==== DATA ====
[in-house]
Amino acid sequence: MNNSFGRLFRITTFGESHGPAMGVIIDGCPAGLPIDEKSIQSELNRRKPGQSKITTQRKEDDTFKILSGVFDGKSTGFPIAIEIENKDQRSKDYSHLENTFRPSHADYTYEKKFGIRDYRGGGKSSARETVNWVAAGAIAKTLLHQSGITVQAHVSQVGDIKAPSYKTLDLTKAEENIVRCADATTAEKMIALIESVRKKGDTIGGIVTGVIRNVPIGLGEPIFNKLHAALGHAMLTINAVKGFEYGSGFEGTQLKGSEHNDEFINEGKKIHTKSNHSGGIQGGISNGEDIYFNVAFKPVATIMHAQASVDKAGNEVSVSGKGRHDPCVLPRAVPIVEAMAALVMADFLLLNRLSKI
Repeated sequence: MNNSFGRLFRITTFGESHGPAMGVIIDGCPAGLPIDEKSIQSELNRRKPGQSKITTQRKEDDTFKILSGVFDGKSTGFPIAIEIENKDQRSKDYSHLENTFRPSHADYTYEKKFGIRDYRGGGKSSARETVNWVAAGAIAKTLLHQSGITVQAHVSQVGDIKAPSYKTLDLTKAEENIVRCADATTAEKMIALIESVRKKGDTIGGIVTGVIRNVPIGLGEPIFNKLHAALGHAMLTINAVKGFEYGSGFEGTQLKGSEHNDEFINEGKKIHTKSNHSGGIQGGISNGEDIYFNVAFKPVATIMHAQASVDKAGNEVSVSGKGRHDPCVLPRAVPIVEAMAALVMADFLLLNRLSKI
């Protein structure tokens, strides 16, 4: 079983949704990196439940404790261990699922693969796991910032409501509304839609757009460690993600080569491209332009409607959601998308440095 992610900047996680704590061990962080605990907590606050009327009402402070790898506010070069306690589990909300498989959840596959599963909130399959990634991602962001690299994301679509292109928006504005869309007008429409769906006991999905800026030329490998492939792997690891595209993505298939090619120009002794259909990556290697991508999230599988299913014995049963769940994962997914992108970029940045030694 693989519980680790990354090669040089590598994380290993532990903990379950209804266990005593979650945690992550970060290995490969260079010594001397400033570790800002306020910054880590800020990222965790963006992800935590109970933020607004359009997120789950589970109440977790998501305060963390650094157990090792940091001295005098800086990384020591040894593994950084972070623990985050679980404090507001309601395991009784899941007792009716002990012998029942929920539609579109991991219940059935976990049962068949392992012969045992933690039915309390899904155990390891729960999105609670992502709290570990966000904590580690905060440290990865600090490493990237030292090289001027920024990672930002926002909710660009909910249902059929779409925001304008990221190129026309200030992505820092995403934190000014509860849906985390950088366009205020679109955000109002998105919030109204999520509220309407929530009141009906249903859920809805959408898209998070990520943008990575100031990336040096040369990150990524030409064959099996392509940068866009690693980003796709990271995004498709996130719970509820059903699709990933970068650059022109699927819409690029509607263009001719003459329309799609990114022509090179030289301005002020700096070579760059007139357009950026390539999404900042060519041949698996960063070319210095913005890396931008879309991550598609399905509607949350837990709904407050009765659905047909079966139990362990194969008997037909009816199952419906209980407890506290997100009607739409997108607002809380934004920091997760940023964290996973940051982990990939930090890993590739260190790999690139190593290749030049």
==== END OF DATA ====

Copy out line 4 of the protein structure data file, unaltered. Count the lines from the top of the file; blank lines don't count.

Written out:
């Protein structure tokens, strides 16, 4: 079983949704990196439940404790261990699922693969796991910032409501509304839609757009460690993600080569491209332009409607959601998308440095 992610900047996680704590061990962080605990907590606050009327009402402070790898506010070069306690589990909300498989959840596959599963909130399959990634991602962001690299994301679509292109928006504005869309007008429409769906006991999905800026030329490998492939792997690891595209993505298939090619120009002794259909990556290697991508999230599988299913014995049963769940994962997914992108970029940045030694 693989519980680790990354090669040089590598994380290993532990903990379950209804266990005593979650945690992550970060290995490969260079010594001397400033570790800002306020910054880590800020990222965790963006992800935590109970933020607004359009997120789950589970109440977790998501305060963390650094157990090792940091001295005098800086990384020591040894593994950084972070623990985050679980404090507001309601395991009784899941007792009716002990012998029942929920539609579109991991219940059935976990049962068949392992012969045992933690039915309390899904155990390891729960999105609670992502709290570990966000904590580690905060440290990865600090490493990237030292090289001027920024990672930002926002909710660009909910249902059929779409925001304008990221190129026309200030992505820092995403934190000014509860849906985390950088366009205020679109955000109002998105919030109204999520509220309407929530009141009906249903859920809805959408898209998070990520943008990575100031990336040096040369990150990524030409064959099996392509940068866009690693980003796709990271995004498709996130719970509820059903699709990933970068650059022109699927819409690029509607263009001719003459329309799609990114022509090179030289301005002020700096070579760059007139357009950026390539999404900042060519041949698996960063070319210095913005890396931008879309991550598609399905509607949350837990709904407050009765659905047909079966139990362990194969008997037909009816199952419906209980407890506290997100009607739409997108607002809380934004920091997760940023964290996973940051982990990939930090890993590739260190790999690139190593290749030049």